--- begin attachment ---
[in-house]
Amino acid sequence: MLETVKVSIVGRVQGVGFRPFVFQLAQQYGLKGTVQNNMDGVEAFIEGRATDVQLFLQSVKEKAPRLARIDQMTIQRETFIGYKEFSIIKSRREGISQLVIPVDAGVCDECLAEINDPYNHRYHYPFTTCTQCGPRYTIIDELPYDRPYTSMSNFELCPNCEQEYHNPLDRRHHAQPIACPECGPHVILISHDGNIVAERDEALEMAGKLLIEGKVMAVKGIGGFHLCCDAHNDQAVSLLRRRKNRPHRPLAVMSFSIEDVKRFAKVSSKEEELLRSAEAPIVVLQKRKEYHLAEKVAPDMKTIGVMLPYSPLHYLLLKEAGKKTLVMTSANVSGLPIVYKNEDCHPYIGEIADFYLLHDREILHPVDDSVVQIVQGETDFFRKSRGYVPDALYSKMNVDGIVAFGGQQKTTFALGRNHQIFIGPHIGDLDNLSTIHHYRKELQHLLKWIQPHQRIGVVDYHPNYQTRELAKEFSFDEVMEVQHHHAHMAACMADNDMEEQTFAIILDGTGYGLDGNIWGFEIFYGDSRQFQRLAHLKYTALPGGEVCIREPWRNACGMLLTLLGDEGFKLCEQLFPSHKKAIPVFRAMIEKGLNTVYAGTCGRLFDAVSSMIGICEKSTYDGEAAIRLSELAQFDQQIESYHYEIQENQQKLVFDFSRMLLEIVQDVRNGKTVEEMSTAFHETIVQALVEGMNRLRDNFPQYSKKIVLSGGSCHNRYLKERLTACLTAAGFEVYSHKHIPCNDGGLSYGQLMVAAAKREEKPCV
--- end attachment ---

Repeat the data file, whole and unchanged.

[in-house]
Amino acid sequence: MLETVKVSIVGRVQGVGFRPFVFQLAQQYGLKGTVQNNMDGVEAFIEGRATDVQLFLQSVKEKAPRLARIDQMTIQRETFIGYKEFSIIKSRREGISQLVIPVDAGVCDECLAEINDPYNHRYHYPFTTCTQCGPRYTIIDELPYDRPYTSMSNFELCPNCEQEYHNPLDRRHHAQPIACPECGPHVILISHDGNIVAERDEALEMAGKLLIEGKVMAVKGIGGFHLCCDAHNDQAVSLLRRRKNRPHRPLAVMSFSIEDVKRFAKVSSKEEELLRSAEAPIVVLQKRKEYHLAEKVAPDMKTIGVMLPYSPLHYLLLKEAGKKTLVMTSANVSGLPIVYKNEDCHPYIGEIADFYLLHDREILHPVDDSVVQIVQGETDFFRKSRGYVPDALYSKMNVDGIVAFGGQQKTTFALGRNHQIFIGPHIGDLDNLSTIHHYRKELQHLLKWIQPHQRIGVVDYHPNYQTRELAKEFSFDEVMEVQHHHAHMAACMADNDMEEQTFAIILDGTGYGLDGNIWGFEIFYGDSRQFQRLAHLKYTALPGGEVCIREPWRNACGMLLTLLGDEGFKLCEQLFPSHKKAIPVFRAMIEKGLNTVYAGTCGRLFDAVSSMIGICEKSTYDGEAAIRLSELAQFDQQIESYHYEIQENQQKLVFDFSRMLLEIVQDVRNGKTVEEMSTAFHETIVQALVEGMNRLRDNFPQYSKKIVLSGGSCHNRYLKERLTACLTAAGFEVYSHKHIPCNDGGLSYGQLMVAAAKREEKPCV